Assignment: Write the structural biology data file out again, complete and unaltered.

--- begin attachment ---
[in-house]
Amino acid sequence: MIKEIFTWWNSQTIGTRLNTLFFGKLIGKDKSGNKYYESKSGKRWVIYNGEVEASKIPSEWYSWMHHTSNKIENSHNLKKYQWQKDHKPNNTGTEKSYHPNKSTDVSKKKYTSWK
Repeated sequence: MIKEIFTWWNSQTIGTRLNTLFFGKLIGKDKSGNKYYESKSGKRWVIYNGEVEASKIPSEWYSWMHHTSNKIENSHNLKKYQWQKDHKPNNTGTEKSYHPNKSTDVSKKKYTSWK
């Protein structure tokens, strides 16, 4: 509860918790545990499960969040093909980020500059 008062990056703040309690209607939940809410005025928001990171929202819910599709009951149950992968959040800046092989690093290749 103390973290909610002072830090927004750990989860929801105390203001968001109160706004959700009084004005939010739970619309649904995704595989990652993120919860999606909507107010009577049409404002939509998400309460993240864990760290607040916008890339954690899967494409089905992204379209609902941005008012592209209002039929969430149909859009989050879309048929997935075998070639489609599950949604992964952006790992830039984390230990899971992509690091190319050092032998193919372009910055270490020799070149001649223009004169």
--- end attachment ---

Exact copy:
[in-house]
Amino acid sequence: MIKEIFTWWNSQTIGTRLNTLFFGKLIGKDKSGNKYYESKSGKRWVIYNGEVEASKIPSEWYSWMHHTSNKIENSHNLKKYQWQKDHKPNNTGTEKSYHPNKSTDVSKKKYTSWK
Repeated sequence: MIKEIFTWWNSQTIGTRLNTLFFGKLIGKDKSGNKYYESKSGKRWVIYNGEVEASKIPSEWYSWMHHTSNKIENSHNLKKYQWQKDHKPNNTGTEKSYHPNKSTDVSKKKYTSWK
């Protein structure tokens, strides 16, 4: 509860918790545990499960969040093909980020500059 008062990056703040309690209607939940809410005025928001990171929202819910599709009951149950992968959040800046092989690093290749 103390973290909610002072830090927004750990989860929801105390203001968001109160706004959700009084004005939010739970619309649904995704595989990652993120919860999606909507107010009577049409404002939509998400309460993240864990760290607040916008890339954690899967494409089905992204379209609902941005008012592209209002039929969430149909859009989050879309048929997935075998070639489609599950949604992964952006790992830039984390230990899971992509690091190319050092032998193919372009910055270490020799070149001649223009004169």